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The tortoise beat the hare

July 4, 2011

Before I entered into my professional life I was a fulltime household executive (stay-at-home Mom).  I held that job title for about three years and before that I was an undergraduate.  In the three years since I have started my professional career I have been on a whirlwind ride.  I’ve been blessed with amazing individuals and they have all helped me transform some raw material into something pretty cool.  Part of that has come from opportunities to do things and go places I would never have seen for myself before.  And without tooting my own horn too much I seem to be getting by pretty well partially because I’m driven to achieve.  I don’t want to not be involved and I have always been that way.  Almost four years into my professional career though that drive has gone from light speed to ludicrous speed*.  I’m like the Energizer Bunny on speed.

I just love it too.  The controlled chaos of trying to get something finished up quickly.  The adrenaline rush of thinking about the possibilities on a project.  I just want to go, go, go and not stop (picture a rather short little thing jumping up and down rubbing her hands together with maniacal laughter). Alas, you must stop…

As any good young professional is bound to do I’ve been reading to become more knowledgable about my areas of interest; social media, leadership, communication, information literacy, and other things library.  Recently I’ve noticed that any number of books, blogs, conferences, reports, presentations, whatever, talk about slowing down.  Admittedly I don’t want to burnout in my early 40’s with my career goals.  Not only that but I do believe in a balanced lifestyle and doing that whole “workaholic” thing is not appealing.  I have a family and they are my priority.  I go to my daughter’s teacher conferences and saw her end of year school performance.  I get to my son’s therapy sessions and volunteer at his school.  I go on dates with my husband on a semi regular basis and ensure we have time to dream together on a regular basis.  Dinnertime is important to my family and I can’t remember the last time I wasn’t there for it.  But it can be a challenge for me to slow down.  I want to be at the finish line like, yesterday.  I was thinking about that on my drive home the other day and so I thought I would list a few things I do to help remind me that the journey is more important than the destination.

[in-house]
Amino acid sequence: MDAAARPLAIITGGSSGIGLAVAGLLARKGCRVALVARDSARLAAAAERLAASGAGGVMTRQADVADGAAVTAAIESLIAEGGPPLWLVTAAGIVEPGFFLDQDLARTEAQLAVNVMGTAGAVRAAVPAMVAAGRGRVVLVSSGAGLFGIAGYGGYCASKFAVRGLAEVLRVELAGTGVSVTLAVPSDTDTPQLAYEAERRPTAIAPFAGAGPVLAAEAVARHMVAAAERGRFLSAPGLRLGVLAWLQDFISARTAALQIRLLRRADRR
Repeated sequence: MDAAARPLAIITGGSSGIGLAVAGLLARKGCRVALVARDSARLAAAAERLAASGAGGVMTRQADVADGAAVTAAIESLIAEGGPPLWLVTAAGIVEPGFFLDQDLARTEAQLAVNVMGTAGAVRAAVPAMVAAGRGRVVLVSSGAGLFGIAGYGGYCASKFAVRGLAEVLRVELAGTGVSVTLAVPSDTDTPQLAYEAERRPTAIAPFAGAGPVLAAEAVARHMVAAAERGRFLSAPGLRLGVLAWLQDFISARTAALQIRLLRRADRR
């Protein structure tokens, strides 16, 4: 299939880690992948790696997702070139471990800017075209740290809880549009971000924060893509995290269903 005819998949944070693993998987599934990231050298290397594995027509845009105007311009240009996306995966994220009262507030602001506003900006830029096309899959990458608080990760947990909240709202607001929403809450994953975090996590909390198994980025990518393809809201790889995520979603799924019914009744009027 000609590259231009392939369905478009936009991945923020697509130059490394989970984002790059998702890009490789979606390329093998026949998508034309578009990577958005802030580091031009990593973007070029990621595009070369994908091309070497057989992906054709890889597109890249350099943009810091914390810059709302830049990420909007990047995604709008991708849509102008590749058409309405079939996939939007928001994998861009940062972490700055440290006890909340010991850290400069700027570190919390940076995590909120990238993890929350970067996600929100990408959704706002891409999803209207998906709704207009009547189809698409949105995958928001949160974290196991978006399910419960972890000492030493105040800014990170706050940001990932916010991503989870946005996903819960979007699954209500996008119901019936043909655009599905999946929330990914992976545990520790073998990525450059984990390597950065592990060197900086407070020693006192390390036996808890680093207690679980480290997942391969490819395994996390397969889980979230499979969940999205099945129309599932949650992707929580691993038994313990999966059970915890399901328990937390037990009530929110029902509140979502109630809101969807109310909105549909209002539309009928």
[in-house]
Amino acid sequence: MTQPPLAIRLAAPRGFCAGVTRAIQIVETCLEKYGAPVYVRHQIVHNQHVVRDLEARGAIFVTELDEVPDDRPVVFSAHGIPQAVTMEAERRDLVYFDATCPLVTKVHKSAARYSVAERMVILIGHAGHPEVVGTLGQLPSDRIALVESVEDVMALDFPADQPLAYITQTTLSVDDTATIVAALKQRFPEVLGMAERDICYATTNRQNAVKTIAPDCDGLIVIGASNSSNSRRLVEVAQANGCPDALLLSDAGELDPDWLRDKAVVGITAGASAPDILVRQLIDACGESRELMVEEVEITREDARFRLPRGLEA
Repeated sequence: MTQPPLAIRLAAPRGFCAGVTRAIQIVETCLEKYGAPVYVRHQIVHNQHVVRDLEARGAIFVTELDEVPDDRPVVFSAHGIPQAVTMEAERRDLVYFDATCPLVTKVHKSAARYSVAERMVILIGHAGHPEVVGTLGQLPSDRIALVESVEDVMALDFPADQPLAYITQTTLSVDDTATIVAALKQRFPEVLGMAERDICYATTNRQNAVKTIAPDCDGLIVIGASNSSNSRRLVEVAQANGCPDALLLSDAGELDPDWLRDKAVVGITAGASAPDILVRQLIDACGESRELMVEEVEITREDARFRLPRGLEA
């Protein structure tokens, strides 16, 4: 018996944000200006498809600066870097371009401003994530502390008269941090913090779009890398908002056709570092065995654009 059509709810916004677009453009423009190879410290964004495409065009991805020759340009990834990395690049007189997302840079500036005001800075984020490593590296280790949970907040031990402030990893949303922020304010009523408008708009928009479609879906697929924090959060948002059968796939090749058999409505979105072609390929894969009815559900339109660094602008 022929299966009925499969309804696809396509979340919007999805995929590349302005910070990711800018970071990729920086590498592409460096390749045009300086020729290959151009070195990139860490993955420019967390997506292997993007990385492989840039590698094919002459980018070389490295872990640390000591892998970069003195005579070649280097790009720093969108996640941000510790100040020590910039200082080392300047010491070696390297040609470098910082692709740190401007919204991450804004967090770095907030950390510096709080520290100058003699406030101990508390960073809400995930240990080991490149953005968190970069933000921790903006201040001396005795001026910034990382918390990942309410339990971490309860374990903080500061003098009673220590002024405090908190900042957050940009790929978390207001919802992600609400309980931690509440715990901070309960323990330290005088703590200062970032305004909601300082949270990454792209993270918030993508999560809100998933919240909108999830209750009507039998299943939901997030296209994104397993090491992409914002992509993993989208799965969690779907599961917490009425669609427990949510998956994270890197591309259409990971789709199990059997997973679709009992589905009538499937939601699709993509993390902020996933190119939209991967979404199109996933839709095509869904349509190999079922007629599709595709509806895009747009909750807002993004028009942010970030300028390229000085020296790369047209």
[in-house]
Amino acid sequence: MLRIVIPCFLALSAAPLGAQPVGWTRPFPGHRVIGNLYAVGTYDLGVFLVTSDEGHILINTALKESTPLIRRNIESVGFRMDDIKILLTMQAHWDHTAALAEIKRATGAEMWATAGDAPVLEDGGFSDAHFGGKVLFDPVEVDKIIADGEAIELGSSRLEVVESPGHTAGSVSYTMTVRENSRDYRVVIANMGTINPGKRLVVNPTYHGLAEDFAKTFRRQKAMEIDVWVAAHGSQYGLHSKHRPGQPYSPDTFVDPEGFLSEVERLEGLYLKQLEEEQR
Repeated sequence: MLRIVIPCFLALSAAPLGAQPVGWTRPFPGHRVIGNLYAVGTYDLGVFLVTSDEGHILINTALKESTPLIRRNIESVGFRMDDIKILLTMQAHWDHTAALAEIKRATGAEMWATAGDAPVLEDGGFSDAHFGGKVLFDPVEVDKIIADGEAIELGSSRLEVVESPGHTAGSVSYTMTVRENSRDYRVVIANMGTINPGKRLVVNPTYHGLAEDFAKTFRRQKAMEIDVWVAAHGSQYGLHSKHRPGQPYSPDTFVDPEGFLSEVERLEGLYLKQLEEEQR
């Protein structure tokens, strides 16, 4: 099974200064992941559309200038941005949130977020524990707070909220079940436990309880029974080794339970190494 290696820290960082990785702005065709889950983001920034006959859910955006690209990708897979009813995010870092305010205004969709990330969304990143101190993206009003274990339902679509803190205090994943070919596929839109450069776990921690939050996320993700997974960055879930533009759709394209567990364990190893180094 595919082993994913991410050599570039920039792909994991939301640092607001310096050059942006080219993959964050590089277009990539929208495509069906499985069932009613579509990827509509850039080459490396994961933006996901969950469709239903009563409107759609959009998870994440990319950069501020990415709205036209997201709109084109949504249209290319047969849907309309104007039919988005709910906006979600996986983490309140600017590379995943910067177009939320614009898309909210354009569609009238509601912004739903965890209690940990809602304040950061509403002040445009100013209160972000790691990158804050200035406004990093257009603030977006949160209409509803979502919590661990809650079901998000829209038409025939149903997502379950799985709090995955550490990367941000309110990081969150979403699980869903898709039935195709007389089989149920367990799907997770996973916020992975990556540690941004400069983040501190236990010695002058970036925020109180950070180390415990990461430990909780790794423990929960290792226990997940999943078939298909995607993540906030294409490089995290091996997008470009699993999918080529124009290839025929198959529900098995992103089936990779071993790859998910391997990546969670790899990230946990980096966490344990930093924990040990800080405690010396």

1. Walk slower – Yep physically take slower steps.  Enjoy the trip to the break room or your colleagues office.  It’s amazing how slowing down your body movements sort of forces your mind to slow down too.  Of course the trick is to remember to walk slower.
  2. Breathe before you speak – Anytime I’m asked a question that is more than just “where is the bathroom”, or “how do you use the copier” I take a breath.  I’ve found the deeper the breathe the more settled I am before I answer.  This is especially helpful for me in meetings.  I can (read often) get into a groove in a meeting or call and forget to take these very important pauses.  Just like closing your eyes and doing some deep breathing helps your body to relax, the consciences act of breathing before you speak reminds you to slow down, listen, and then respond.  It helps me think through possible challenges and can keep me from putting my foot in my mouth.
  3. Take a break – Every 90 minutes or so I get up from my desk and do a tour of the building.  It takes about 2 minutes to walk the perimeter, more if I stop to chat ideally with a coworker.  It doesn’t take long and the rules are: I have to walk slow and I can’t think about what I was just working on.  It builds some exercise into my day and forces me to relax my mind, both things that everyone knows is good for them.
So there you go.  Three little things that can help those high achievers out there slow down and enjoy the experiences of the day.  I must admit that some days are harder to do these than others.  I’m still a little green and feel like I can do it all, all the time.  But even though I feel like that I know it’s not true.  I have limits and taking care of myself is important if I want to continue with my professional goals, not to mention the more important parts of living.  I remind myself that what I’m going to face tomorrow I might not know how to deal with if I don’t pay attention to today.
What about you?  How do you take care of yourself mental, emotionally, physically?  Leave a comment and share how slow and steady wins the race.
*for a little laugh ludicrous speed (there’s a little cursing )
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3 Comments leave one →
  1. July 4, 2011 9:49 pm

    LOVE IT! Great post and some really solid advice. I love the point of taking a breath. I often have to remind myself to do the same thing as when I don’t I often answer in haste.

    • July 5, 2011 8:40 am

      Thanks for the comments Drew I’m glad you liked the post. I’m notorious for speaking before thinking and frequently what I’m saying is, “yes of course we can do that!” which can sometimes be more than I wanted to take on. I just can’t help myself! 🙂

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  1. Keeping up the drive: motivation if you’re the only one « careercollegelibrary

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